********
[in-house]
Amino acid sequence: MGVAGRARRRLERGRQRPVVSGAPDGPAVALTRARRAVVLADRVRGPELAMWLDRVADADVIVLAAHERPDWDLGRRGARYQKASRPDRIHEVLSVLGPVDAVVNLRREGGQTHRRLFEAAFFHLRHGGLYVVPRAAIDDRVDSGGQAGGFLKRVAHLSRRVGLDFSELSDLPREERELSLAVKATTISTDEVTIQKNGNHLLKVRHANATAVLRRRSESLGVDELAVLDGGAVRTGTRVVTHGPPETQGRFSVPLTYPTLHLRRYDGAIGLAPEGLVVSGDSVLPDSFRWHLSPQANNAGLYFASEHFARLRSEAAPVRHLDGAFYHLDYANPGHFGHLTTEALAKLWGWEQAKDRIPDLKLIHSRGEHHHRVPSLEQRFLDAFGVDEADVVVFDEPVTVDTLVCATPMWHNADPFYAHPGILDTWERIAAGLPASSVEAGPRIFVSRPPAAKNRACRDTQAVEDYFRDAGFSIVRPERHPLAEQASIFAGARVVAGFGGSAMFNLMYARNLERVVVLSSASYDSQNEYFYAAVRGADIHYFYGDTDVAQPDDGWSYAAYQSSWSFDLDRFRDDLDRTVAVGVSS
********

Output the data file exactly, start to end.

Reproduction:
[in-house]
Amino acid sequence: MGVAGRARRRLERGRQRPVVSGAPDGPAVALTRARRAVVLADRVRGPELAMWLDRVADADVIVLAAHERPDWDLGRRGARYQKASRPDRIHEVLSVLGPVDAVVNLRREGGQTHRRLFEAAFFHLRHGGLYVVPRAAIDDRVDSGGQAGGFLKRVAHLSRRVGLDFSELSDLPREERELSLAVKATTISTDEVTIQKNGNHLLKVRHANATAVLRRRSESLGVDELAVLDGGAVRTGTRVVTHGPPETQGRFSVPLTYPTLHLRRYDGAIGLAPEGLVVSGDSVLPDSFRWHLSPQANNAGLYFASEHFARLRSEAAPVRHLDGAFYHLDYANPGHFGHLTTEALAKLWGWEQAKDRIPDLKLIHSRGEHHHRVPSLEQRFLDAFGVDEADVVVFDEPVTVDTLVCATPMWHNADPFYAHPGILDTWERIAAGLPASSVEAGPRIFVSRPPAAKNRACRDTQAVEDYFRDAGFSIVRPERHPLAEQASIFAGARVVAGFGGSAMFNLMYARNLERVVVLSSASYDSQNEYFYAAVRGADIHYFYGDTDVAQPDDGWSYAAYQSSWSFDLDRFRDDLDRTVAVGVSS